Blog DRIPA “unlawful” according to High Court judgment – Big Brother Watch
A year to the day that DRIPA was enacted its early demise has been confirmed in the High Court.
Today’s judgment in the judicial review brought by David Davis MP and Tom Watson MP is a huge blow to the Government.
The Court has found DRIPA to be unlawful, proving that rushing emergency legislation through Parliament with no scrutiny and little debate was not the way to solve the issue of national security concerns and surveillance. As the Court state in the judgment “legislation enacted in haste is more prone to error.” (The Government is currently rushing through the Snoopers Charter – which is MUCH worse than DRIPA).
The ruling is abundantly clear. Section 1 of DRIPA which states that the Secretary of State can issue a notice to a telecommunications operator to “retain relevant communications data” if the Secretary of State considers it to be “necessary and proportionate” is “inconsistent with EU law”. YAY!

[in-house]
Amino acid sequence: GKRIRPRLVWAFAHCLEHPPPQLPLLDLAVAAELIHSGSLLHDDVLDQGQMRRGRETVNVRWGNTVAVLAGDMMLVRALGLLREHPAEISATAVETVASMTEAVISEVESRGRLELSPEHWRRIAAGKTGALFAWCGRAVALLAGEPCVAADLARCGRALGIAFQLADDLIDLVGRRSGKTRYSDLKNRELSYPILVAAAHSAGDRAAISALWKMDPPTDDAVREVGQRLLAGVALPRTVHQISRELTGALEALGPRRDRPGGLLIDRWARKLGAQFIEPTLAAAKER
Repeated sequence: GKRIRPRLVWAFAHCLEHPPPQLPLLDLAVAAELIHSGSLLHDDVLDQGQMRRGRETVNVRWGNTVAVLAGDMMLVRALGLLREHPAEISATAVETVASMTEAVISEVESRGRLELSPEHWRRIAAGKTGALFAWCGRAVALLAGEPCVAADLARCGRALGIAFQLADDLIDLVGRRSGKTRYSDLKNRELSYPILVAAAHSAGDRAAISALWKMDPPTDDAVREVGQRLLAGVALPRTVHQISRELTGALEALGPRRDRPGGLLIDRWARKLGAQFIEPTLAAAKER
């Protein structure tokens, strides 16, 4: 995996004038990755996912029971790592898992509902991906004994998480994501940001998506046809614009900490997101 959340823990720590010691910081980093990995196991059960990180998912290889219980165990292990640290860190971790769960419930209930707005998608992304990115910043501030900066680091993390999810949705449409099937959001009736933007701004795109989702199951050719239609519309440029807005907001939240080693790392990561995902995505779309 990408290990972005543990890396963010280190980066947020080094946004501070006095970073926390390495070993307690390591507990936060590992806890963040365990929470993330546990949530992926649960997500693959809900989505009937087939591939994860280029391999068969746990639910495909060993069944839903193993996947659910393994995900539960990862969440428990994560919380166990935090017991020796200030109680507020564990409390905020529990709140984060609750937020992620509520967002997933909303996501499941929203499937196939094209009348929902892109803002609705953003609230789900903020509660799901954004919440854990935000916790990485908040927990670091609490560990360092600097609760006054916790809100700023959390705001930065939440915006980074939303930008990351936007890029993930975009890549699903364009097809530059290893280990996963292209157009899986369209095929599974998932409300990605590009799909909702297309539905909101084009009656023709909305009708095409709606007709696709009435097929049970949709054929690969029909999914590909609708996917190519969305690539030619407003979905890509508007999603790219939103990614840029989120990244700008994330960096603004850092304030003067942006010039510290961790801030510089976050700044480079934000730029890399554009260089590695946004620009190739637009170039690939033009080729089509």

The Court state clearly that communications data should only be retained for the “prevention and detection of serious offences or the conduct of criminal prosecutions relating to such offences”.
It goes on to say that it is necessary that “prior review by a court or an independent administrative body” who will determine “what is strictly necessary” must be applied to any access for retained data. At the moment the police issue and authorise the warrants themselves – there is no rule of law. It’s East Germany all over again.
This judgment is in line with the recommendations made by both David Anderson QC in his report “A Question of Trust” and the review of surveillance powers conducted by RUSI.
Today’s ruling effectively brings the sunset clause date of 31st December 2016 for DRIPA forward to the 31st March 2016. Whilst the court was prepared to make DRIPA ineffective immediately, Mr Davis and Mr Watson requested that more time be given to give Parliament “a reasonable opportunity to legislate proper safeguards.”